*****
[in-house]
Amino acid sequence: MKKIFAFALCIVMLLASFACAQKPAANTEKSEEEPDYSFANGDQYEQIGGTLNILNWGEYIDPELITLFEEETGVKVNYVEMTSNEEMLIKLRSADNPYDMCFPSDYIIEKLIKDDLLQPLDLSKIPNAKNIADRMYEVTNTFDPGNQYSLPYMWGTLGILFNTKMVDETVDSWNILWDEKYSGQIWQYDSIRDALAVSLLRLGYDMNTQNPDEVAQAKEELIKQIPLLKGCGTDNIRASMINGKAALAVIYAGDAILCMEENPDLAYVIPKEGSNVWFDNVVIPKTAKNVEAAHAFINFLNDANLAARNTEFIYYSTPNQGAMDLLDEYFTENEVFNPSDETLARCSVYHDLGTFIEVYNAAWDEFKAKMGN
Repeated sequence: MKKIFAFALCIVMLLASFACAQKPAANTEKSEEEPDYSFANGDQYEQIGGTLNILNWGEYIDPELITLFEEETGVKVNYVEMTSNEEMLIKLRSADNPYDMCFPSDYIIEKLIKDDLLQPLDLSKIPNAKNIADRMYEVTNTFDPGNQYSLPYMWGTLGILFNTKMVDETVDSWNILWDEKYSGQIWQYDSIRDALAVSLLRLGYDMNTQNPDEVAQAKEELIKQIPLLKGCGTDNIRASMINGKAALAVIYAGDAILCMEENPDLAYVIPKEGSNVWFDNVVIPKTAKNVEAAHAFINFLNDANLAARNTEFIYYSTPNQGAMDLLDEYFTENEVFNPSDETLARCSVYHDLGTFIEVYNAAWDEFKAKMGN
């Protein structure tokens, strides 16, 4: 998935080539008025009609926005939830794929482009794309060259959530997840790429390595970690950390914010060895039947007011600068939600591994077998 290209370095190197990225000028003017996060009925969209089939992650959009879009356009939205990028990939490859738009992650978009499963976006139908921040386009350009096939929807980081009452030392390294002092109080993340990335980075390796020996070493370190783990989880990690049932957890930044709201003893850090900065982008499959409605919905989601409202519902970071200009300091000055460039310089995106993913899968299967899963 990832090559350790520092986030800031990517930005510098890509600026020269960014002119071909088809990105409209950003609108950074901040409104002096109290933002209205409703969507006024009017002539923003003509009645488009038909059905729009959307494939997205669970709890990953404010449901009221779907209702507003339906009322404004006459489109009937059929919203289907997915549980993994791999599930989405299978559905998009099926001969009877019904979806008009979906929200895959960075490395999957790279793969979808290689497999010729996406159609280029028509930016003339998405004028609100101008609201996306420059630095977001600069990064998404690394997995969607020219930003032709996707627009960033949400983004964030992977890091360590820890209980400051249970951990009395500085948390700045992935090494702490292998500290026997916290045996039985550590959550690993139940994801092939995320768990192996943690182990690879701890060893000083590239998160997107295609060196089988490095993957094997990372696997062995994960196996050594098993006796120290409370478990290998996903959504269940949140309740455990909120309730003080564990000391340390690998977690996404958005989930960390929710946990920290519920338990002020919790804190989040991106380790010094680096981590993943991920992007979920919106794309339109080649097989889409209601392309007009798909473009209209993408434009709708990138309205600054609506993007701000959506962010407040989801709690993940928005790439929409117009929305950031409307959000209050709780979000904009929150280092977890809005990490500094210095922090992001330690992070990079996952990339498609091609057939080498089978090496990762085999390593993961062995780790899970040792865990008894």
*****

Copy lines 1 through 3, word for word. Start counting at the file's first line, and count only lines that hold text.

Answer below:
[in-house]
Amino acid sequence: MKKIFAFALCIVMLLASFACAQKPAANTEKSEEEPDYSFANGDQYEQIGGTLNILNWGEYIDPELITLFEEETGVKVNYVEMTSNEEMLIKLRSADNPYDMCFPSDYIIEKLIKDDLLQPLDLSKIPNAKNIADRMYEVTNTFDPGNQYSLPYMWGTLGILFNTKMVDETVDSWNILWDEKYSGQIWQYDSIRDALAVSLLRLGYDMNTQNPDEVAQAKEELIKQIPLLKGCGTDNIRASMINGKAALAVIYAGDAILCMEENPDLAYVIPKEGSNVWFDNVVIPKTAKNVEAAHAFINFLNDANLAARNTEFIYYSTPNQGAMDLLDEYFTENEVFNPSDETLARCSVYHDLGTFIEVYNAAWDEFKAKMGN
Repeated sequence: MKKIFAFALCIVMLLASFACAQKPAANTEKSEEEPDYSFANGDQYEQIGGTLNILNWGEYIDPELITLFEEETGVKVNYVEMTSNEEMLIKLRSADNPYDMCFPSDYIIEKLIKDDLLQPLDLSKIPNAKNIADRMYEVTNTFDPGNQYSLPYMWGTLGILFNTKMVDETVDSWNILWDEKYSGQIWQYDSIRDALAVSLLRLGYDMNTQNPDEVAQAKEELIKQIPLLKGCGTDNIRASMINGKAALAVIYAGDAILCMEENPDLAYVIPKEGSNVWFDNVVIPKTAKNVEAAHAFINFLNDANLAARNTEFIYYSTPNQGAMDLLDEYFTENEVFNPSDETLARCSVYHDLGTFIEVYNAAWDEFKAKMGN